This is a wonderful, positive piece with which to start the new school year. It crisply captures the journey many of us who were trained under the National Curriculum have experienced.
From limited understanding of, or thinking about, the way a curriculum was put together, Skelton has been driven to start asking important and powerful questions. Here, she generously provides a handy list of these for anyone working with new team members or teachers new to thinking about curriculum.
She goes on to argue that this process has made her a better teacher and makes a persuasive case for ongoing curriculum discussions. As Skelton argues, “Curriculum is fundamental to what schools do”, and our focus on it “should be here to stay”.
This is an interesting piece and one I’d recommend to leaders new or experienced. Kirby is focused on a simple but powerful question, because as he rightly identifies, getting staff culture right has many potential benefits, not least in terms of retention and student outcomes. In this research-informed blog, he offers a succinct and compelling summary of the research, and goes on to identify the key practices that leaders can use to create a positive culture.
Like Helen Skelton’s blog above, a really useful feature of this post is the series of questions Kirby poses. This allows readers to reflect on their own workplace and leadership habits in a really meaningful way. For those who haven’t had the chance to do much of this recently, Kirby also makes a good case for leaders to take an honest look at their own practice in this way because “truth does not always rise to the top”.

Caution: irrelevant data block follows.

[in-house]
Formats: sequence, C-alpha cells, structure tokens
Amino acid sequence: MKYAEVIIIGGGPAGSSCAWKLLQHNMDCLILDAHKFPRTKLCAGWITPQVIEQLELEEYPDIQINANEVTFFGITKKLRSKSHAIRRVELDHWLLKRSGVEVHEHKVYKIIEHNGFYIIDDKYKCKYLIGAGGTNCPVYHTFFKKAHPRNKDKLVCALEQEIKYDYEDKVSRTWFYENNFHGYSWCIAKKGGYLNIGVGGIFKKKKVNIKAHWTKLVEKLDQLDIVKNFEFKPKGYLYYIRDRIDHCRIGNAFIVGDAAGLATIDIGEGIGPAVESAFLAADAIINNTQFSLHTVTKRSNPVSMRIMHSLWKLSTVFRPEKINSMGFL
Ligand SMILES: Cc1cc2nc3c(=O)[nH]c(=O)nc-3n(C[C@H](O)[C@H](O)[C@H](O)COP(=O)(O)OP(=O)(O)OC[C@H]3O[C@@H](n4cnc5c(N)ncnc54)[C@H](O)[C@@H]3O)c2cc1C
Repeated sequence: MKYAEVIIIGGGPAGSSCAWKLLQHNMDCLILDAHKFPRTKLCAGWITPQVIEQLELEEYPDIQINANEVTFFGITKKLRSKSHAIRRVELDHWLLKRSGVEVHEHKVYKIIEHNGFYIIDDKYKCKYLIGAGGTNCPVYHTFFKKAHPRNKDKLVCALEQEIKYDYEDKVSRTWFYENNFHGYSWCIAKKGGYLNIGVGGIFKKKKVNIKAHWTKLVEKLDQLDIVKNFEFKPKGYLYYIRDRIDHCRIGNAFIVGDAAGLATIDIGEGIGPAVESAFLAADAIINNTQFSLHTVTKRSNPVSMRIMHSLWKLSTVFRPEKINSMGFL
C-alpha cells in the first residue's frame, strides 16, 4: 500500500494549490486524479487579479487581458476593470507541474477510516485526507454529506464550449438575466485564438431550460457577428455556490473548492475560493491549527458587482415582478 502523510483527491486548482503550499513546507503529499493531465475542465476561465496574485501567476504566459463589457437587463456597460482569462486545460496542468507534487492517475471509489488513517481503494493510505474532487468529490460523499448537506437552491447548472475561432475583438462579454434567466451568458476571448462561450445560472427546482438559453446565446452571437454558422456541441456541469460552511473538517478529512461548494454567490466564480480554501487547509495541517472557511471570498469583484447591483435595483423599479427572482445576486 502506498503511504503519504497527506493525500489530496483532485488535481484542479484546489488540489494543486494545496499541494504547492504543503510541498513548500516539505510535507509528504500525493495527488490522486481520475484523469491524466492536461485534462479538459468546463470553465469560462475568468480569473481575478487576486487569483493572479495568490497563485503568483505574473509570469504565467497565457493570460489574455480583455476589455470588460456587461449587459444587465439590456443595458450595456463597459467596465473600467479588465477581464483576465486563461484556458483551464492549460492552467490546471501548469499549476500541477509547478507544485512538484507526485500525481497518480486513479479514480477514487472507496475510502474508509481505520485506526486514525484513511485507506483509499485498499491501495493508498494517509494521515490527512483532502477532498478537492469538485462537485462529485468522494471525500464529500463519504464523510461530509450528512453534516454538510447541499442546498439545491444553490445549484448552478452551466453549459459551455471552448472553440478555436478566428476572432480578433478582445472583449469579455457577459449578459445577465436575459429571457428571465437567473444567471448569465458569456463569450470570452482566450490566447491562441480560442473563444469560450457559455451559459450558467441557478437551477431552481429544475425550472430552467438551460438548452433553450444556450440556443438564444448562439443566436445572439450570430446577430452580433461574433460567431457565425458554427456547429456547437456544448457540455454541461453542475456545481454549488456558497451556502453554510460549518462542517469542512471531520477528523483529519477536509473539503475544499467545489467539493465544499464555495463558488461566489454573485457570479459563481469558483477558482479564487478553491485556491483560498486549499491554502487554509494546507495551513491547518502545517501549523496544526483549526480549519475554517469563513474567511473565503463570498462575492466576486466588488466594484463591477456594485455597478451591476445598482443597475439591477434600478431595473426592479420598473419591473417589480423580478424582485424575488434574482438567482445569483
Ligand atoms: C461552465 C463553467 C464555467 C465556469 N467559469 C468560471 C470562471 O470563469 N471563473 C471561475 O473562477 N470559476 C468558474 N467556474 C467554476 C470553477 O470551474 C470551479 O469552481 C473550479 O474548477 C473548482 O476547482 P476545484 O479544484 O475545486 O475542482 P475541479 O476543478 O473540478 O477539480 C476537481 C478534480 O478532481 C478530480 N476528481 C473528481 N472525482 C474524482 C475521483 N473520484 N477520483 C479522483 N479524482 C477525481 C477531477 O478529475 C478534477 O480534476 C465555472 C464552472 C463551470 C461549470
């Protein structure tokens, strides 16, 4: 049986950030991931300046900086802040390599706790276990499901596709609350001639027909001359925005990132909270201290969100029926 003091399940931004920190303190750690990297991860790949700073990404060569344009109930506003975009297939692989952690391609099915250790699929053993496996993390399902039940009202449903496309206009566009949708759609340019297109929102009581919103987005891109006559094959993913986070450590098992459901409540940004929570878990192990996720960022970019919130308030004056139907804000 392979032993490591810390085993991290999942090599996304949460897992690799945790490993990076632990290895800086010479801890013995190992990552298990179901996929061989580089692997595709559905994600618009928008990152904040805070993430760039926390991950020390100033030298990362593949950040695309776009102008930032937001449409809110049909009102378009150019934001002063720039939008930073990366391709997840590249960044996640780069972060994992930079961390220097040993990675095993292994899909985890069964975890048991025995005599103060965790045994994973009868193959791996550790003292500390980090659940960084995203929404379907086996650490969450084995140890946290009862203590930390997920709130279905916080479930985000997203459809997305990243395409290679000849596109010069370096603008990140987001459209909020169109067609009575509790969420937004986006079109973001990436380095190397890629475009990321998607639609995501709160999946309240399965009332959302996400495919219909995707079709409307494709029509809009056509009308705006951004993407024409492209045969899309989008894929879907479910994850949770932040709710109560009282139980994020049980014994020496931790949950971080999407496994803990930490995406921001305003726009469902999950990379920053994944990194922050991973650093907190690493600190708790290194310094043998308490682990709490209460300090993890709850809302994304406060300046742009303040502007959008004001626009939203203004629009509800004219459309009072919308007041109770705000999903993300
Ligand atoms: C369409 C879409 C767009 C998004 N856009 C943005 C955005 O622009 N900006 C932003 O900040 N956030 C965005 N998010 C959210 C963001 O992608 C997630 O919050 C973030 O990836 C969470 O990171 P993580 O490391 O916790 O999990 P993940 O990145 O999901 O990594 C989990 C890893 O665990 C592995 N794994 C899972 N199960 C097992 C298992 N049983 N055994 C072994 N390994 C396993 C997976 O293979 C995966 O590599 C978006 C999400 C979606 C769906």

While Kirby recognises that staff culture is interconnected with other challenges schools and leaders face, I agree with his main conclusion that this is a “promising avenue for improving our school leadership.”
I always find this a very exciting point in the year, with the start of our new PGCE interns imminent. It is a tremendous privilege to be involved in training a new generation of teachers and, for anyone else lucky enough to be a part of their journey, I highly recommend this read.
Victoria Crooks skilfully draws on her reflections of the “mentoring style” of the Strictly judges, linking this into educational research on teacher feedback. The experience and insight shared here is clearly very strong and identifies a clear best-practice approach (Shirley) while explaining why other approaches may be disempowering and less effective.
If you find, as Crooks argues, that “giving feedback to beginning teachers making their first attempts in the classroom is a real skill” then this piece is well worth your time. And for those who, like me, have never seen Strictly (and have no idea who ‘Shirley’ actually is), fear not! The metaphor is not used with a heavy hand and the piece is clear, readable and incredibly useful. I shall be sharing widely.
When a Twitterstorm blows up, I always enjoy reading pieces that tackle the underlying debate and assumptions and provoke much more thought than any 280-character epistle can. For those who missed the “debate”, a certain amount of controversy arose when a school posted a video of a mass recitation of The Charge of the Light Brigade.
Here, Beadle considers different perspectives both on the activity and the poem itself. Although he does reach a judgment, the blog is balanced and espouses a mission to engage in intelligent educational debate. He criticises the “I’m right… you’re wrong” approach to educational discussion. Beadle models a much more helpful approach.
Despite being inclined against recitation due to his own childhood experiences, he offers an effective summary of both the ‘positives’ and ‘debits’. On one point though, I must disagree. “It’s a shame we can’t have a balanced debate that acknowledges that there is good and bad in everything,” writes Beadle. With pieces like this, I think we can.